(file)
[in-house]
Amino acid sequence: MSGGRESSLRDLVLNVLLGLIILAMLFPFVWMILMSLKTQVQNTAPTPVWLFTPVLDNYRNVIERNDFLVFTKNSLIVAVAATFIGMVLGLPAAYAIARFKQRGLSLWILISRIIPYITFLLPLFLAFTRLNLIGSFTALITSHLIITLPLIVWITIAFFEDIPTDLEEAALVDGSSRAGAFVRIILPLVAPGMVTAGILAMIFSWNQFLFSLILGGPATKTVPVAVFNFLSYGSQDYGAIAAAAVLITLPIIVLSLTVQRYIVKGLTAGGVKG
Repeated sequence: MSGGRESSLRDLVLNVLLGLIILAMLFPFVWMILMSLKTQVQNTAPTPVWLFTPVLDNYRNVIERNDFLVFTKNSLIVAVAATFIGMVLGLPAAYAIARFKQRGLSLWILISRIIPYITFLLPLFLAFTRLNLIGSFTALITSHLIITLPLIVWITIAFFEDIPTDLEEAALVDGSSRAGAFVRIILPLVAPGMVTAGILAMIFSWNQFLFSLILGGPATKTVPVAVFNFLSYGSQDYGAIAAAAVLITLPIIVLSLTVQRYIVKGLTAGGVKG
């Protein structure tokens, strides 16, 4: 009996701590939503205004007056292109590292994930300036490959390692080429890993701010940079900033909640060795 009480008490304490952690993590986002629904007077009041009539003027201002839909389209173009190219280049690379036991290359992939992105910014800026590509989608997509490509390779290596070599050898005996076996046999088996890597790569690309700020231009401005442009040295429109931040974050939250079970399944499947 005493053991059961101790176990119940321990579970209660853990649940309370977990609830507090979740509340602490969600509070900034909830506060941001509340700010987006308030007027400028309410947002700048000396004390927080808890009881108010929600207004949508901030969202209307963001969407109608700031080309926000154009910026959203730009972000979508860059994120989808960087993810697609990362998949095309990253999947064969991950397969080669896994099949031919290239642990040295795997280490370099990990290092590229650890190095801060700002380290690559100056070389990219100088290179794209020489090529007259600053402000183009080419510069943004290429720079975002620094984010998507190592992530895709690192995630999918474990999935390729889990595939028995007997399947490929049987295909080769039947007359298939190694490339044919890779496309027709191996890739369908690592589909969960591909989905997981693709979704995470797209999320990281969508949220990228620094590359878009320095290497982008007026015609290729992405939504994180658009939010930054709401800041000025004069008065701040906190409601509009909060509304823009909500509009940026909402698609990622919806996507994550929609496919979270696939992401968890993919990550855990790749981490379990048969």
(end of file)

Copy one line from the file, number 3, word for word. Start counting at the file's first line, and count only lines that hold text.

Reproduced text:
Repeated sequence: MSGGRESSLRDLVLNVLLGLIILAMLFPFVWMILMSLKTQVQNTAPTPVWLFTPVLDNYRNVIERNDFLVFTKNSLIVAVAATFIGMVLGLPAAYAIARFKQRGLSLWILISRIIPYITFLLPLFLAFTRLNLIGSFTALITSHLIITLPLIVWITIAFFEDIPTDLEEAALVDGSSRAGAFVRIILPLVAPGMVTAGILAMIFSWNQFLFSLILGGPATKTVPVAVFNFLSYGSQDYGAIAAAAVLITLPIIVLSLTVQRYIVKGLTAGGVKG